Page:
10 Skyjackers Who Found Life in an American Prison Better Than Life in Cuba
by Robert A. Waters

Between 1968 and 1979, one hundred seventy-eight American airplanes were hijacked to Cuba. This was the era of Vietnam war protests, the drug culture, hippies, free love, the civil rights movement, and racial violence.  Some who seized airliners were revolutionaries, while others were fugitives with criminal pasts.

Many skyjackers believed Cuba, ruled by their hero, Fidel Castro, was an egalitarian paradise.  What they found was squalid, overcrowded housing, sub-par transportation, rancid food, and few civil rights.  As soon as the hijacked planes landed on Cuban soil, most freedom-seekers were rounded up and interrogated with a brutality unheard of in the U. S.  Many political prisoners spent years performing back-breaking labor in the “Sugarcane Gulags.”  Michael Newton, in his book, The Encyclopedia of Kidnappings, wrote that “some [skyjackers] found their lot on the island unpleasant, later choosing to face prison in America rather than stay in Cuba.”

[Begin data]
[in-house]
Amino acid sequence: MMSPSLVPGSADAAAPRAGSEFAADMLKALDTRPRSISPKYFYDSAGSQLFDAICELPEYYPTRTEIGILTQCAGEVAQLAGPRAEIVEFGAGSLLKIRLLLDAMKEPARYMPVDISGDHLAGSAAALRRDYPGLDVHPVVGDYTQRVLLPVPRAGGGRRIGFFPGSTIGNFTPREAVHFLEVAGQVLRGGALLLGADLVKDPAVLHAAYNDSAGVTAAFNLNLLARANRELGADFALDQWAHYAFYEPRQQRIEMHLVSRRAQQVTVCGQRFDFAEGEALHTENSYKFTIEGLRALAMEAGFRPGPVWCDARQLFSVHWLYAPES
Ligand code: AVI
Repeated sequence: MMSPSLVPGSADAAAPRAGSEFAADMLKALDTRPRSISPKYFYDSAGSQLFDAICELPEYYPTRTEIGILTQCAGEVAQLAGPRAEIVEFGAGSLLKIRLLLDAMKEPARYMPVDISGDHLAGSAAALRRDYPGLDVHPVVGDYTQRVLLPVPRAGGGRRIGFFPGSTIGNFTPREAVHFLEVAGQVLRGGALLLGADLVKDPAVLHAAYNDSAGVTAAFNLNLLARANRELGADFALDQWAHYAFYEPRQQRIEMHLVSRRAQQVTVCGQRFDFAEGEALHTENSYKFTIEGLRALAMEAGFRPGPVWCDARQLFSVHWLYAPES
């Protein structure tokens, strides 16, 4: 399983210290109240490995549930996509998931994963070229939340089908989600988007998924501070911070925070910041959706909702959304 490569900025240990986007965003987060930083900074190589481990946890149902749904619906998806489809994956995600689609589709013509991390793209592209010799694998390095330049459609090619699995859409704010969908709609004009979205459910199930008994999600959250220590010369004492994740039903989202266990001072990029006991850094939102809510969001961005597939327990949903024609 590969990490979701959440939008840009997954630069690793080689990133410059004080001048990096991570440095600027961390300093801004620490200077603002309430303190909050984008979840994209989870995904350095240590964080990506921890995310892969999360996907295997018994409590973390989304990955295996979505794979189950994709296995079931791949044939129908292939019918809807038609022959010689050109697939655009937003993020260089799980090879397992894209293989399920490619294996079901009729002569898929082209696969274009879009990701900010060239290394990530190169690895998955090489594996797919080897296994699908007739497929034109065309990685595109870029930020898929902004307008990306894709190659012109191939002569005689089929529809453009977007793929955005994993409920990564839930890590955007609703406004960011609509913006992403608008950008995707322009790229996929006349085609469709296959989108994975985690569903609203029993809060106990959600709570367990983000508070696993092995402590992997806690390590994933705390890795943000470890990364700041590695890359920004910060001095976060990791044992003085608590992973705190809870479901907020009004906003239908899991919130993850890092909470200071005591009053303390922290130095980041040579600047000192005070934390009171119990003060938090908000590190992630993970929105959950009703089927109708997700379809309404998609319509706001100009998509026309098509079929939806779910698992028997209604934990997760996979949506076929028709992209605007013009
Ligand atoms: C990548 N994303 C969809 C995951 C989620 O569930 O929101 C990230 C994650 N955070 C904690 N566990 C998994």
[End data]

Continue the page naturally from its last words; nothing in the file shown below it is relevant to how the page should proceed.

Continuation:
A Black Panther’s Nightmare

“Cuba is a nightmare,” Garland Grant told reporters in a phone call from the island nation. “Believe me, I’m all for the United States now.  I’d even wear a Nixon button.”  A member of the Black Panthers, on January 22, 1971, Grant skyjacked Northwest Airlines Flight 433 as it flew from Milwaukee to Washington, D. C.  He landed in Cuba, believing Castro’s claims that everyone there was treated equally, and that no racism existed in the communist country.